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Snapshot 21

My summer trip to Milan was an immersion in Italian modernism, where detail and decoration animate purer northern forms. Milan’s historic boulevards are alive with new design — from the crisp modern architecture of the 1930’s and the Suprematist/Superstudio styling of 1970’s to today’s diverse modern strains. This is a vibrant cosmopolitan city. Walking the city was like being in Lewis Carroll’s wonderland: circles and squares, arches, columns, cobblestone, and inscriptions animate floors, walls and ceilings of the city. Take a turn and the unexpected appears. Perhaps this is why Italian designer are so at ease in mixing styles in both architecture and furniture.

My Italian affair began right at the metro station from the airport. You might not personally like the aesthetic, but it’s bold and they went for it! Cool I say.

Metro station, Milan


Metro Station

Not far from our hotel was the Museo del Novecento, designed during the 1930 but built in the 1950’s, and adding symmetry and weight to the Piazza del Duomo. The road leading to Rome is framed by the two buildings, completing the axis of the Galeria Victor Emmanuel built in the 1800’s. This is the type of modern classicism which I love. Step through the arches to see the high relief sculptures of the portals. A thoughtful renovation completed in 2010 by inserted a glass shell inside the arches, providing a clear counter-point to the high-gothic forms of the Duomo. Inside simple detailing with modern materials articulate the space. The spiral ramp is a great use of negative space.

View from the Piazza del Duomo. Can you find Sean?

View from the Piazza del Duomo. Can you find Sean?

The north facade clearly articulates the pink marble common in Milan.

The north facade expresses the pink marble common in Milan. I love the clouds in the glass.

Museo del Novecento juxtapose with Duomo

Horizontal reeding articulate the columns.

A view inside the glass encased spiral.

A view of the spiral ramp inside the glass skin.

Museo del Novecento interior view of Duomo

Museo del Novecento interior

Main gallery hall, with marble columns and plaster detailed ceiling.

Milan is best experience outside. A walk through the neighborhoods reveals fantastic examples of architecture. I wondered why we settle with same-ness when we can choose to dream, to embrace originality based on history. You can see the influences in a short walk…very inspiring.



The vertical forest of Bosco Verticale, one of the new high-rise buildings in the Porto Nuova district.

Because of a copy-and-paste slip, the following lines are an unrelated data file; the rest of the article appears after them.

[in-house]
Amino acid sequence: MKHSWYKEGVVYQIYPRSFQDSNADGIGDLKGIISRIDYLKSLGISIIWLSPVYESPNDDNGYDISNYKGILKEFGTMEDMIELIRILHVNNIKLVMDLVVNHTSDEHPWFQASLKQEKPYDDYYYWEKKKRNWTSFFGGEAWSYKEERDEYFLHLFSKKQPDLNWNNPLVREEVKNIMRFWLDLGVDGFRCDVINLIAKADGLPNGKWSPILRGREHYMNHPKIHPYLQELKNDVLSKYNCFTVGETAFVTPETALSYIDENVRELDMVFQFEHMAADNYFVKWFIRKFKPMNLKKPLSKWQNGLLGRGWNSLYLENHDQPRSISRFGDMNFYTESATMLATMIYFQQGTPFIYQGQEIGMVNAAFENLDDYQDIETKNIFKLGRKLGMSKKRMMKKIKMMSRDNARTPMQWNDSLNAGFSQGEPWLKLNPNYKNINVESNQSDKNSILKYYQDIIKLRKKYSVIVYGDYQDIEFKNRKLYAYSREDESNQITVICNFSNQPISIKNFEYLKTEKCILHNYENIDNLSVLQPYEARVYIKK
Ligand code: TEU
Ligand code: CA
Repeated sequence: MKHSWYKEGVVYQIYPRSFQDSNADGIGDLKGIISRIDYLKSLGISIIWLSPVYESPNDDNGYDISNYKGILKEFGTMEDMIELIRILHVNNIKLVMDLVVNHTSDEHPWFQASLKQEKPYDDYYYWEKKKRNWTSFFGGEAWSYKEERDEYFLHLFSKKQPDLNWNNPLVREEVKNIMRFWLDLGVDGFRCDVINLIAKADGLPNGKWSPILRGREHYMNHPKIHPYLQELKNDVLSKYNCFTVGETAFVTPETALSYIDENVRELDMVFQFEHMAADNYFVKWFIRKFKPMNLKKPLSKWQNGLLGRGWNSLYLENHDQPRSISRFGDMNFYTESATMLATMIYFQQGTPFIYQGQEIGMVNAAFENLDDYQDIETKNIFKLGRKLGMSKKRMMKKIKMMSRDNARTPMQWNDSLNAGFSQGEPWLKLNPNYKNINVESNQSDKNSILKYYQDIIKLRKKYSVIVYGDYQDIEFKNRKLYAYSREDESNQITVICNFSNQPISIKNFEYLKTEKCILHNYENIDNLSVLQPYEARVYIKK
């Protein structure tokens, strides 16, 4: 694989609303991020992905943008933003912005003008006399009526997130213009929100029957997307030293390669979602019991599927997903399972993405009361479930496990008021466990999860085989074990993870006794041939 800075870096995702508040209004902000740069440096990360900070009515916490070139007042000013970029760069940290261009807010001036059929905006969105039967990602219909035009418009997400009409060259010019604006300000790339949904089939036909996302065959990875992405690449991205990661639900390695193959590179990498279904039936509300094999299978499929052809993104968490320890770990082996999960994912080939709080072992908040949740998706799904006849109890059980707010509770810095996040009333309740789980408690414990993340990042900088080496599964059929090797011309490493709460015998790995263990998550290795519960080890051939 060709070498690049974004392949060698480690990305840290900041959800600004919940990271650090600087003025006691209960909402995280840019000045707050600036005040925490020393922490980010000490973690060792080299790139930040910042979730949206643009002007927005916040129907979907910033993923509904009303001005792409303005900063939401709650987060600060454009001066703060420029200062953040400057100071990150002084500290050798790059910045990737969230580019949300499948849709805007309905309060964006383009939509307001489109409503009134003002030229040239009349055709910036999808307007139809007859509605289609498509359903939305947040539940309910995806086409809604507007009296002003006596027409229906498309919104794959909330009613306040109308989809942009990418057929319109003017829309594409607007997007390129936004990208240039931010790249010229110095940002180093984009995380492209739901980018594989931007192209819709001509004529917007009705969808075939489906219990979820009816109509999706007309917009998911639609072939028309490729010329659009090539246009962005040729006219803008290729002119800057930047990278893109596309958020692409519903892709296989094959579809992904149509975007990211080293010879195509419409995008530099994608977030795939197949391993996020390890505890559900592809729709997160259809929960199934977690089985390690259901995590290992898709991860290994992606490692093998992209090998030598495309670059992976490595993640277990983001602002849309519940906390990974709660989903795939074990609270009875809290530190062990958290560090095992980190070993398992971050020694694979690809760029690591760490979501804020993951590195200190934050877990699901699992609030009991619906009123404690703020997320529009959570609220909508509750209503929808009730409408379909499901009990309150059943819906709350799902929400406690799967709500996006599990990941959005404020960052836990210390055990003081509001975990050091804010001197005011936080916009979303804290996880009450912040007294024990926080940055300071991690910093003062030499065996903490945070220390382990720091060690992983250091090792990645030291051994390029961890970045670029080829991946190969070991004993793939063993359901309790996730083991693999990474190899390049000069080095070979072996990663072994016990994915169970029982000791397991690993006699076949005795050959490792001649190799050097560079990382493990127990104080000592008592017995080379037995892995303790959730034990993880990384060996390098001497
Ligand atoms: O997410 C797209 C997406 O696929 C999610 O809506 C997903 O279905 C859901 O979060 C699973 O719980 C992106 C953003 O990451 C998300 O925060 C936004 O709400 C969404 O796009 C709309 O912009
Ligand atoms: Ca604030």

Vine Covered home, Milan

Building, Milan Building, Milan Building, Milano

Mario Botta's lovely two additions to la Scala...hidden from street view, but creating a presence on the skyline.

Mario Botta’s lovely two additions to la Scala…hidden from street view, but creating a presence on the skyline.

Perhaps because I am a modernist, I loved the richly decorated surfaces in Milan. Engraved, carved, and trawled pattern animate much of the city, from the elaborate facade of Sforzesco Castle to ordinary floor tile found at the local gay bar. Being a modernist doesn’t mean being monastic. Rich and varied materiality becomes more important when design is guided by a rigorous framework.

Building with elaborte ceiling sculpture

Entry though this building’s gate reveals a rich sculptural ceiling.

Building with elaborte ceiling sculpture, detail

Faux bricks add sculptural relief in plaster.

Faux bricks add sculptural relief in plaster.

Sforzesco Castle, Milan

Interior palace at Sforzesco Castle.

Original frescos in Sforzesco Castle.

Original frescos in Sforzesco Castle.

Wall detailing.

Wall detailing.

Tile at the gay bar...sort of Keith Herring-esque.

Tile at the gay bar…sort of Keith Haring-esque.

Alabaster mosaic flooring, Villa Necchi

Alabaster mosaic flooring at Villa Necchi.

Building gate

Building gate exemplifies restrained modernism.

Building lobby, a great directional device or bathroom shower stall

Curved marble wall-sculpture guides one to the building’s entrance. This would be great as a shower enclosure in a bathroom.

David Bjørngaard, October 2015

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